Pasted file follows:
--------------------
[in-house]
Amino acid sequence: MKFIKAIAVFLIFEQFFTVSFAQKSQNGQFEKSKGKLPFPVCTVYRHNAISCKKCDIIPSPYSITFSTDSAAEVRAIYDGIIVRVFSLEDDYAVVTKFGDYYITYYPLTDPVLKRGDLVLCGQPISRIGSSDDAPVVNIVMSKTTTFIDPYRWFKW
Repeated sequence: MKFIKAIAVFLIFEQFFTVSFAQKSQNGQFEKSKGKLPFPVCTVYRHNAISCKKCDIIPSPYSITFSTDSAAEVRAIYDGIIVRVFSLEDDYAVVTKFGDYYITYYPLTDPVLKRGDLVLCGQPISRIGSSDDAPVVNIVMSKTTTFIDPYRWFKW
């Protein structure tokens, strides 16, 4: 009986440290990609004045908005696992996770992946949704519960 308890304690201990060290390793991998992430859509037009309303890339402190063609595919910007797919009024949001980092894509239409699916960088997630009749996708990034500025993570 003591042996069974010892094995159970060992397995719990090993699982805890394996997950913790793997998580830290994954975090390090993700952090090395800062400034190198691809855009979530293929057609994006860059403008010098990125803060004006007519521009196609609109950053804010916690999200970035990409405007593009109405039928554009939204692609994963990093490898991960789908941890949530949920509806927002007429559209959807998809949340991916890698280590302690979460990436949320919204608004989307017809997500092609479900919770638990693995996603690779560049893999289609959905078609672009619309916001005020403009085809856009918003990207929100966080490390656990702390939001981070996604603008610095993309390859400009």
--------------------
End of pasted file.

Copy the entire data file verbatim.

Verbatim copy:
[in-house]
Amino acid sequence: MKFIKAIAVFLIFEQFFTVSFAQKSQNGQFEKSKGKLPFPVCTVYRHNAISCKKCDIIPSPYSITFSTDSAAEVRAIYDGIIVRVFSLEDDYAVVTKFGDYYITYYPLTDPVLKRGDLVLCGQPISRIGSSDDAPVVNIVMSKTTTFIDPYRWFKW
Repeated sequence: MKFIKAIAVFLIFEQFFTVSFAQKSQNGQFEKSKGKLPFPVCTVYRHNAISCKKCDIIPSPYSITFSTDSAAEVRAIYDGIIVRVFSLEDDYAVVTKFGDYYITYYPLTDPVLKRGDLVLCGQPISRIGSSDDAPVVNIVMSKTTTFIDPYRWFKW
């Protein structure tokens, strides 16, 4: 009986440290990609004045908005696992996770992946949704519960 308890304690201990060290390793991998992430859509037009309303890339402190063609595919910007797919009024949001980092894509239409699916960088997630009749996708990034500025993570 003591042996069974010892094995159970060992397995719990090993699982805890394996997950913790793997998580830290994954975090390090993700952090090395800062400034190198691809855009979530293929057609994006860059403008010098990125803060004006007519521009196609609109950053804010916690999200970035990409405007593009109405039928554009939204692609994963990093490898991960789908941890949530949920509806927002007429559209959807998809949340991916890698280590302690979460990436949320919204608004989307017809997500092609479900919770638990693995996603690779560049893999289609959905078609672009619309916001005020403009085809856009918003990207929100966080490390656990702390939001981070996604603008610095993309390859400009």